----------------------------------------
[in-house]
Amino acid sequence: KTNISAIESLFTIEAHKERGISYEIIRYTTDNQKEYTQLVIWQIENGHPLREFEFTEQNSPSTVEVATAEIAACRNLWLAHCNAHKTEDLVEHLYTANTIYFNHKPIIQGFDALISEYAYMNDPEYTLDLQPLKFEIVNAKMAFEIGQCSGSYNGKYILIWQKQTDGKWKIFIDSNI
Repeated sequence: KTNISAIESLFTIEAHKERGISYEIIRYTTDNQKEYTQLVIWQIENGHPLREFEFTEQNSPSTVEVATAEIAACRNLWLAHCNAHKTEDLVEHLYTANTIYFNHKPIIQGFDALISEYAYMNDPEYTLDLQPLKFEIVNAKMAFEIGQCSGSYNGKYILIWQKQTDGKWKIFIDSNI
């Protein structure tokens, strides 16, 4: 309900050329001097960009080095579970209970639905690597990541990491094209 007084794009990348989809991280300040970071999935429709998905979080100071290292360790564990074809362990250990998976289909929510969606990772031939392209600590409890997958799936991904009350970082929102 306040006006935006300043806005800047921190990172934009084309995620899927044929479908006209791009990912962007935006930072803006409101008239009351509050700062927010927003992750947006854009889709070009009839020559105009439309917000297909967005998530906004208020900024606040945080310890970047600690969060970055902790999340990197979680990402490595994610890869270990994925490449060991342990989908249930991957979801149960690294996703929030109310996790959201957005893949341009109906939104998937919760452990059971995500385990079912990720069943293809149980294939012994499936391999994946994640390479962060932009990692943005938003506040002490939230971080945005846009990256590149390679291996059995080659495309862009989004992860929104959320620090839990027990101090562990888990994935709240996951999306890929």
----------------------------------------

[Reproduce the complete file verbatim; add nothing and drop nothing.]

[in-house]
Amino acid sequence: KTNISAIESLFTIEAHKERGISYEIIRYTTDNQKEYTQLVIWQIENGHPLREFEFTEQNSPSTVEVATAEIAACRNLWLAHCNAHKTEDLVEHLYTANTIYFNHKPIIQGFDALISEYAYMNDPEYTLDLQPLKFEIVNAKMAFEIGQCSGSYNGKYILIWQKQTDGKWKIFIDSNI
Repeated sequence: KTNISAIESLFTIEAHKERGISYEIIRYTTDNQKEYTQLVIWQIENGHPLREFEFTEQNSPSTVEVATAEIAACRNLWLAHCNAHKTEDLVEHLYTANTIYFNHKPIIQGFDALISEYAYMNDPEYTLDLQPLKFEIVNAKMAFEIGQCSGSYNGKYILIWQKQTDGKWKIFIDSNI
């Protein structure tokens, strides 16, 4: 309900050329001097960009080095579970209970639905690597990541990491094209 007084794009990348989809991280300040970071999935429709998905979080100071290292360790564990074809362990250990998976289909929510969606990772031939392209600590409890997958799936991904009350970082929102 306040006006935006300043806005800047921190990172934009084309995620899927044929479908006209791009990912962007935006930072803006409101008239009351509050700062927010927003992750947006854009889709070009009839020559105009439309917000297909967005998530906004208020900024606040945080310890970047600690969060970055902790999340990197979680990402490595994610890869270990994925490449060991342990989908249930991957979801149960690294996703929030109310996790959201957005893949341009109906939104998937919760452990059971995500385990079912990720069943293809149980294939012994499936391999994946994640390479962060932009990692943005938003506040002490939230971080945005846009990256590149390679291996059995080659495309862009989004992860929104959320620090839990027990101090562990888990994935709240996951999306890929």